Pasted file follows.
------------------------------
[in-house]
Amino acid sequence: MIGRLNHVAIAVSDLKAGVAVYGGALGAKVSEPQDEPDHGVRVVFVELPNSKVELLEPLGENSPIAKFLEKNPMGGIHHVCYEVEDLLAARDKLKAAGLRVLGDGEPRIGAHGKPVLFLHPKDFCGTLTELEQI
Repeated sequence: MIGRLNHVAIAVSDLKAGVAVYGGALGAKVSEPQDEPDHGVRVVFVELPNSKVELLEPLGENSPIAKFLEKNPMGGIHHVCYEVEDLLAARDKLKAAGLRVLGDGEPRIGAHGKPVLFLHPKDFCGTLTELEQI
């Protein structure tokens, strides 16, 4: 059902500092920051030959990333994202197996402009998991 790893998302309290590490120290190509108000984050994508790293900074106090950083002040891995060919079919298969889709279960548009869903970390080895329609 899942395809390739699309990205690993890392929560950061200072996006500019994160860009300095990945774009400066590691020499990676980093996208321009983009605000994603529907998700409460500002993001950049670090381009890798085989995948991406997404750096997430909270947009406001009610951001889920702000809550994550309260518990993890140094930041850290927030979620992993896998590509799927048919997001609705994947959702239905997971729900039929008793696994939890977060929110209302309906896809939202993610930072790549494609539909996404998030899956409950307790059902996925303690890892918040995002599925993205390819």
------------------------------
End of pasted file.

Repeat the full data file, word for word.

[in-house]
Amino acid sequence: MIGRLNHVAIAVSDLKAGVAVYGGALGAKVSEPQDEPDHGVRVVFVELPNSKVELLEPLGENSPIAKFLEKNPMGGIHHVCYEVEDLLAARDKLKAAGLRVLGDGEPRIGAHGKPVLFLHPKDFCGTLTELEQI
Repeated sequence: MIGRLNHVAIAVSDLKAGVAVYGGALGAKVSEPQDEPDHGVRVVFVELPNSKVELLEPLGENSPIAKFLEKNPMGGIHHVCYEVEDLLAARDKLKAAGLRVLGDGEPRIGAHGKPVLFLHPKDFCGTLTELEQI
């Protein structure tokens, strides 16, 4: 059902500092920051030959990333994202197996402009998991 790893998302309290590490120290190509108000984050994508790293900074106090950083002040891995060919079919298969889709279960548009869903970390080895329609 899942395809390739699309990205690993890392929560950061200072996006500019994160860009300095990945774009400066590691020499990676980093996208321009983009605000994603529907998700409460500002993001950049670090381009890798085989995948991406997404750096997430909270947009406001009610951001889920702000809550994550309260518990993890140094930041850290927030979620992993896998590509799927048919997001609705994947959702239905997971729900039929008793696994939890977060929110209302309906896809939202993610930072790549494609539909996404998030899956409950307790059902996925303690890892918040995002599925993205390819």